The last jellyfish/loofah-like shape was one of my favourite outcomes of the day, so it’s the current masthead for this site.
After a Les Amis du Fromage-catered lunch we spent some time learning about basic objects and methods, something that admittedly isn’t a concept I’ve found easy to grasp in the past. Maybe not so much grasp, as figure out how to put into practical application. I’m dangerous with arrays, but classes and methods never really struck a chord with me.
The demo involved creating an Ant class and propagating the canvas with a few hundred ant instances. It doesn’t make for a very interesting visual result so I’m not posting a capture here, but I’m hoping that Processing is finally going to be what gets OOP to make sense to me, and that I’ll be able to use the principles in future work. We’ll see how that goes.
Images & Pixels, Simple 3D, and WFF Sketches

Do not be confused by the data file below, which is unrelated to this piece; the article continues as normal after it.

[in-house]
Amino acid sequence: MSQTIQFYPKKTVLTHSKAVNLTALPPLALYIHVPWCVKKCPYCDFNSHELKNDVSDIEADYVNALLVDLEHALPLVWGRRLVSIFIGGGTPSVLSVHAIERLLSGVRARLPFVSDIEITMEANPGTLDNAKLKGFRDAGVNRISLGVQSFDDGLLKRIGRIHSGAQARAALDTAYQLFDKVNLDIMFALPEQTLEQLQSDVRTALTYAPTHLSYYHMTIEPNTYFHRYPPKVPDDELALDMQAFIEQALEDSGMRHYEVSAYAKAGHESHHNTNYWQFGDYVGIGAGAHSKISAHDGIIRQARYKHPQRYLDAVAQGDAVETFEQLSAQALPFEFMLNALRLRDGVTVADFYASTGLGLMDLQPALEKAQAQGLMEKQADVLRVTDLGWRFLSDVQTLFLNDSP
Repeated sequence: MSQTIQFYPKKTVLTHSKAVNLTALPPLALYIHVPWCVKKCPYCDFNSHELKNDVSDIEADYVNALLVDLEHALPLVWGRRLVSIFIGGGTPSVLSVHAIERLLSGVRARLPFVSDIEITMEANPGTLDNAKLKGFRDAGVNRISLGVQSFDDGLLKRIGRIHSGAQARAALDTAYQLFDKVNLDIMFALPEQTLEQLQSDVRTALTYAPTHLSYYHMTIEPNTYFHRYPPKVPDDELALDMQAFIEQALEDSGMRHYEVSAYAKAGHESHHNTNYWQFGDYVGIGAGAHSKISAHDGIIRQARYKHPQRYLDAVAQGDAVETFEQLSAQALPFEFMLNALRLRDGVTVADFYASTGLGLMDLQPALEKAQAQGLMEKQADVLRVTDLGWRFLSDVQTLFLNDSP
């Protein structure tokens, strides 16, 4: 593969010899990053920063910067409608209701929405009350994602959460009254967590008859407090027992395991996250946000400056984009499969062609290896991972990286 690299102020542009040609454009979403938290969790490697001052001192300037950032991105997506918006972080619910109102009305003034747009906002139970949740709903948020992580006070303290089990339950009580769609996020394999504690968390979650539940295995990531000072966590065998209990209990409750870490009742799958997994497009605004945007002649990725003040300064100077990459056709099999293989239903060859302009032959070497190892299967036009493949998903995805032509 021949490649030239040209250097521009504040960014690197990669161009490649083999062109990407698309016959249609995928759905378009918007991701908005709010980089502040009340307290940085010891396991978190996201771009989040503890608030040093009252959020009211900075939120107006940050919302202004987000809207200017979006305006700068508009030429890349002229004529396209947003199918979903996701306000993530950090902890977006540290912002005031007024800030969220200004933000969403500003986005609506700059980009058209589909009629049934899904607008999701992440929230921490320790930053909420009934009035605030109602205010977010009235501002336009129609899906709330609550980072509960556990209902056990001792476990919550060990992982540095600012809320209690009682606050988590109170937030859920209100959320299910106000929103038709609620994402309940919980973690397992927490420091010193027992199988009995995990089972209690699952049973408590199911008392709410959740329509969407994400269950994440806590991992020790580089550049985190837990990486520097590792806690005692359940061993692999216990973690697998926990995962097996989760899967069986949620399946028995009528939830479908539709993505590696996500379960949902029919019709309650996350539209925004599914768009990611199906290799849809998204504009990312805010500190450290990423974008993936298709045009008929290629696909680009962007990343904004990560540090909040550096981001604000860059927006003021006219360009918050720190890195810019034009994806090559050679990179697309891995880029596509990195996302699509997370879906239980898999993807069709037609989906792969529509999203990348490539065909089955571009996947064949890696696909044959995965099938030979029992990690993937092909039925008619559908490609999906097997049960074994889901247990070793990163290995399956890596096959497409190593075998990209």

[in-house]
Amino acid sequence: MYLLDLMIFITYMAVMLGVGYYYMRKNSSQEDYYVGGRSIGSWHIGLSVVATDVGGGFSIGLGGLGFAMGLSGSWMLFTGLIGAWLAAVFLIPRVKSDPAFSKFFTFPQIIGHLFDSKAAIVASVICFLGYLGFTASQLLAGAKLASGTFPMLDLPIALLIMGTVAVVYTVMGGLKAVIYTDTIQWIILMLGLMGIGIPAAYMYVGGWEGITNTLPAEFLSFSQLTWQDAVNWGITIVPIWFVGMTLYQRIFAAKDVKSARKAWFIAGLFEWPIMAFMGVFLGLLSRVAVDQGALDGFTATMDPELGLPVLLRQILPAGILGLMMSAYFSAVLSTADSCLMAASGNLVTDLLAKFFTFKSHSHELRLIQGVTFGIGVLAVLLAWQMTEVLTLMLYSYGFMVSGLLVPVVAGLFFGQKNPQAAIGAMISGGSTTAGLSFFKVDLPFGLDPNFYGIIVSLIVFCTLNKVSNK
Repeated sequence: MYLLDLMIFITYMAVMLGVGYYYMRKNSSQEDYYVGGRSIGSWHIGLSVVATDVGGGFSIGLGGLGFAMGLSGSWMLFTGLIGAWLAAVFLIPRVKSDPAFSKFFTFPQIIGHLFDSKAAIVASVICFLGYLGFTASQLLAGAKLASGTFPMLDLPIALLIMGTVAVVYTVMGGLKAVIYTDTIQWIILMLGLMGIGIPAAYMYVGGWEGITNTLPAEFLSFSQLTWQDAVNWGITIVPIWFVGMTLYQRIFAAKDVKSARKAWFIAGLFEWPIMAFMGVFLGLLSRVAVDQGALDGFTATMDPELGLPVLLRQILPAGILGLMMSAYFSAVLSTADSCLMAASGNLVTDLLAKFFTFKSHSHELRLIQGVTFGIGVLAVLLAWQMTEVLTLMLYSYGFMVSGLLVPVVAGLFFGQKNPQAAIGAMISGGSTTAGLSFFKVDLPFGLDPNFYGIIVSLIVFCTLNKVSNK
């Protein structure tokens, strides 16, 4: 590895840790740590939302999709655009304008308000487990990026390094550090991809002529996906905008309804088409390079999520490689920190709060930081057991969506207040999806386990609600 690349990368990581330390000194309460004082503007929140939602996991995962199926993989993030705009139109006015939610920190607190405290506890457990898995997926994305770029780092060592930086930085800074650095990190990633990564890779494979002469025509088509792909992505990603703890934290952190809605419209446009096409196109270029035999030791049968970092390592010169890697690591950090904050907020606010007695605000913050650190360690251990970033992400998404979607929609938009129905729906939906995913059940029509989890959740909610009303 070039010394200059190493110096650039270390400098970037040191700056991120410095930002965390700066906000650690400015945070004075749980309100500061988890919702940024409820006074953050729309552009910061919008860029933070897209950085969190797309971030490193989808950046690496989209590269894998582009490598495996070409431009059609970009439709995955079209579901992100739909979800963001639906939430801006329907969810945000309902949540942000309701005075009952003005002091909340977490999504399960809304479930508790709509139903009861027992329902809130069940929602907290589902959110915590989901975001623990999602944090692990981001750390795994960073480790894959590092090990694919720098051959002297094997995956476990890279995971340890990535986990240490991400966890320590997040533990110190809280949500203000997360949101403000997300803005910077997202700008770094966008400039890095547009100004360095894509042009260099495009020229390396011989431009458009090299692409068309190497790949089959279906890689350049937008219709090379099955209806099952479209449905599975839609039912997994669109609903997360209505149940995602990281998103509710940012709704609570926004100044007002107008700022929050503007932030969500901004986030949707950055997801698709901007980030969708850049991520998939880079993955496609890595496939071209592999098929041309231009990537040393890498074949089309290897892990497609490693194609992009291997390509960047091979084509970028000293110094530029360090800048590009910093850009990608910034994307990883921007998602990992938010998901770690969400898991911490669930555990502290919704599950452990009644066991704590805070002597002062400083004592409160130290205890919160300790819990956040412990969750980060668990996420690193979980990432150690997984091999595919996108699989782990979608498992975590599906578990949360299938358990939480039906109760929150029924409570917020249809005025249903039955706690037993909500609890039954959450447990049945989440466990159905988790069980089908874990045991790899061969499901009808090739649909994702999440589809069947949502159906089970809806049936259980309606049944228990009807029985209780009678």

We finished the day with a bit of a breakneck tour of the “where you can go from here” concepts that were probably more inspirational than instructional. Using a photo (and then webcam input) we coded a basic eyedropper tool to select the colour value of a specific pixel; we played around in OpenGL and 3D space with a few spheres (I went a bit further and tied in some of the mouse interaction and animation routines we’d learned earlier in the day); and we ended with a brief overview of using data off a public API to do interesting things with the We Feel Fine project.
I left with a pretty good overview of what Processing can potentially do for me; the trick is to now take the basic principles we learned last month and start putting them into practice. The next few posts will likely be me working through some simple visual and interaction concepts as I get up to speed with the syntax. I’m already a bit daunted by the shift into 3D space, as I’ve spent the better part of ten years thinking in only the two dimensions the web allows. That will take some readjustment.
Hopefully, as the quote Jer used to start the day went, “this is going to be awesome!”